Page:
I’m no stranger to the stares, the double-takes, and the nosey questions. Having three children of different races seems to open itself up to constant questioning.
There are moments in public when we’re able to divert the, “Are they all yours?” and, “Are they adopted?” types of questions.
But then, there are days like last Wednesday where a trip to the neighborhood park warranted a complete stranger’s critique of our family and how it was built.
From a nearby bench with my 1-year-old in my arms, I watched my 3-year-old make her way up the tall, swirl tunnel slide while my 2-year-old threw handfuls of rocks at the base for her older sister to glide into.
That’s when a middle-aged woman came up to us and smiled.
I like meeting other moms and caregivers at the park. In fact, I’ve made a few friends at the playground myself. What I don’t like, though, is getting interrogated about my family because its dynamics are a bit different than what some may consider “the norm.”
The woman first asked if I had a daycare. No, they’re all mine!
Then she asked if I was a foster parent. No, they were never in foster care.
She asked if they were adopted. Yes.
Are they “real sisters?” Yes.
I waited for her to justify the invasive questions; perhaps she had adopted or was considering growing her family through adoption herself. I like to give people the benefit of the doubt, but I also believe I have a responsibility to protect my daughters and their stories.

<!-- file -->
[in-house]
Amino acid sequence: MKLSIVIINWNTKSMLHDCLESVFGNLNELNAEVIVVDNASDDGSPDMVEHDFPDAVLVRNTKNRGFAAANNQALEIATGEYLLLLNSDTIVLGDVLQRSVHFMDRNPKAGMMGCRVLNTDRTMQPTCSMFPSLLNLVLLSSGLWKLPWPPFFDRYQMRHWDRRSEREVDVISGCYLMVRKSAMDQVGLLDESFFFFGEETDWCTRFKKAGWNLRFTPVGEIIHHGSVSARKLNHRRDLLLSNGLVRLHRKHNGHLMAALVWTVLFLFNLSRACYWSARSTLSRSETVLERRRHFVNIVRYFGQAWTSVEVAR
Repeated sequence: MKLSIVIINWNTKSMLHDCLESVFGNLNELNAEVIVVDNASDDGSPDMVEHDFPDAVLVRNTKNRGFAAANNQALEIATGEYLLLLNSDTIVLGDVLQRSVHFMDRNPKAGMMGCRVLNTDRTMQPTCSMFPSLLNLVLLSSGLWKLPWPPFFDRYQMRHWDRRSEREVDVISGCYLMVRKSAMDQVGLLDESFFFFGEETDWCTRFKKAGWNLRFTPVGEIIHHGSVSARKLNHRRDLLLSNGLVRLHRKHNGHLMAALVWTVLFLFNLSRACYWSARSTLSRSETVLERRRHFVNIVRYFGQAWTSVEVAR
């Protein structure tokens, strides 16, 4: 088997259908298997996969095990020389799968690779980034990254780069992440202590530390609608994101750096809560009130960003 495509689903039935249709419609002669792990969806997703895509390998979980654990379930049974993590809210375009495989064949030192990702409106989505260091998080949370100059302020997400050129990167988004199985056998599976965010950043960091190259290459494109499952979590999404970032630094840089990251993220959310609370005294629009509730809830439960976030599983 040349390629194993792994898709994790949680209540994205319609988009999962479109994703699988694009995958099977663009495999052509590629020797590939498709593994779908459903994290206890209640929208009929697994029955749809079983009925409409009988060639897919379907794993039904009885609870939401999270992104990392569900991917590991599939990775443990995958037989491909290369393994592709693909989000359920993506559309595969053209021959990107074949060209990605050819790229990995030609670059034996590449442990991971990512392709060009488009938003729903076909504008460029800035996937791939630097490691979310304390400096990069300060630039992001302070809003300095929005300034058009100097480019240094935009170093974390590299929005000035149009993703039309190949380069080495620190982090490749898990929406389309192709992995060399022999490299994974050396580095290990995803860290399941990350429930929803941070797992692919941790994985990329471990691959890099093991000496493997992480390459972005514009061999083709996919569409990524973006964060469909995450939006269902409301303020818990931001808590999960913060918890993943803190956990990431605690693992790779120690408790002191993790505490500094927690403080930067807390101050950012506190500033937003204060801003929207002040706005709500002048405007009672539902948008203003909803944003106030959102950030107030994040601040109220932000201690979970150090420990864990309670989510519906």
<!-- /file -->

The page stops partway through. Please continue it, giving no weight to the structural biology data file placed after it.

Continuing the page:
And the questions kept coming from the woman.
How old were they when you got them? Do you ever worry – what if their real parents change their minds and want them back?
My answers became shorter until finally I asked, “Why do you ask?”
“Just curious,” she shrugged her shoulders.
She was curious alright. And her game of 20-questions would’ve continued had I not needed to leave and break-up my toddlers’ rock-throwing party.
Look, I get it. People have questions. Some folks genuinely want to learn about adoption, and being a transracial family in public can feel a bit like an open invitation for them to ask.
But I have to be honest—sometimes I lose steam advocating for adoption.
Sometimes, I want to take my children to the park and have no one question or ask us about adoption. Not because I don’t want others to learn, but because I just want to watch my kids have a typical afternoon at the playground.
Maybe I lost rights to that expectation of normalcy when we signed on to become a transracial family years ago, but a momma can dream, right?!
The truth is, while I believe adoption can be a wonderful way to grow a family, and while I believe adoption is a bittersweet way at doing so, I think we—as adoptive parents—have a responsibility to protect our children and their privacy. If that makes me seem a bit standoffish to strangers questioning me at the park, then I guess that’s a small price to pay. But at the end of the day, I know I’ve done my part by being a momma first and an adoption advocate second. My children will always—always—come first.